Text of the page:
Using this guide What's covered
Here you’ll find the answers to many of your questions about tonsillectomy and adenoidectomy (removal of the tonsils and adenoids). Learn how the surgery works, what it may cost, what your recovery may be like and more.
To see how the surgery is done, view our animation below. For personal insights, see our patient experience videos in which HCF members talk frankly about their preparation, surgery and recovery.
What are tonsils?
‘Tonsils’ are lymphoid tissue which, among other things, helps identify foreign material such as viruses and bacteria and presents them to the immune system so the body can mount a good defence. They’re part of a ring of lymphoid tissue around the entrance to your upper airway, including the palatine tonsils (two almond-shaped lumps at the back of your mouth on either side of your throat), lingual tonsils (at the base of your tongue) and adenoids (at the back of your nose behind your palate). You have lots of lymphoid tissue throughout your upper airway and gut.
Why are they removed?
Tonsils are not always helpful. Sometimes bacteria can overwhelm them and form little communities called biofilms. This allows the bacteria to escape antibiotics and other treatments. When you are run down and your immune system is low or you have a virus, the bacteria in these communities flare up and cause infections known as tonsillitis. This may result in pain, fever, enlarged tonsils, pus on the tonsils and swelling in the neck which may take many days to settle down and often requires an antibiotic. Although this is more common in children, it can happen at any age.
If the infections become frequent or chronic, your doctor might suggest a tonsillectomy. There are other areas in the body made of this special tissue, so if your tonsils are removed your body is still able to fight infection.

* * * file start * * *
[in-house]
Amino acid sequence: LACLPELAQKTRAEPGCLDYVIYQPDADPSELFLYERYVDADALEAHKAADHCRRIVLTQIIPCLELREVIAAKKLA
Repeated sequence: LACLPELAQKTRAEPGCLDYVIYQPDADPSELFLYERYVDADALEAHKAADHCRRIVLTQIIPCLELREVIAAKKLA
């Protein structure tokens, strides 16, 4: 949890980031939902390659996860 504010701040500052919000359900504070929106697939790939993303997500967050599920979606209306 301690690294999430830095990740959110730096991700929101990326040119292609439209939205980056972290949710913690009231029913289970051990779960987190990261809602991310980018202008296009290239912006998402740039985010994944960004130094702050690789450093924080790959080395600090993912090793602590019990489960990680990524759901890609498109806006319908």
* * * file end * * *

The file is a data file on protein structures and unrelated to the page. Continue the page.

Medication can’t prevent tonsillitis but antibiotics can help to treat it if it’s caused by bacteria (although the prolonged use of antibiotics can lessen their effectiveness). The only way to prevent the recurrence of tonsillitis is to surgically remove the tonsils.
There are a few other reasons for tonsillectomy, which include:
- recurrent peritonsillar abscess (abscess behind the tonsil)
- very large tonsils that cause snoring and, in some cases, sleep apnoea (obstructed breathing during sleep)
- tonsil stones (tonsillitis)
- in rare circumstances, a tumour or growth on the tonsils.
Tonsillectomy and adenoidectomy
Your adenoids are also part of this ring of lymphoid tissue and fill the space at the back of the nose, above your palate.
If they become enlarged, they can block your nose, obstruct your ears and, like tonsils, become infected. Your surgeon may choose to remove them as well. This procedure is called an adenoidectomy. Removal of both tonsils and adenoids is called an adenotonsillectomy or tonsillectomy and adenoidectomy (T&A).
Around 48,000 tonsillectomies and/or adenoidectomies are performed in Australia every year. The median waiting time at a public hospital is about 102 days. At a private hospital you won’t have to wait in a queue.
Treatments to consider before opting for surgery
Non-surgical options that may delay the need for tonsillectomy and/or adenoidectomy.
Results vs risks of surgery
The benefits and potential complications of tonsillectomy and/or adenoidectomy.
Choosing a specialist
How to find a surgeon who specialises in this procedure.
Questions for the surgeon and anaesthetist
What you should be asking before going ahead with surgery.
Preparing for surgery
Pre-operative tests and advice on preparing a child for the procedure.
Your anaesthetic options
The type of anaesthetic and pain relief you may be offered.
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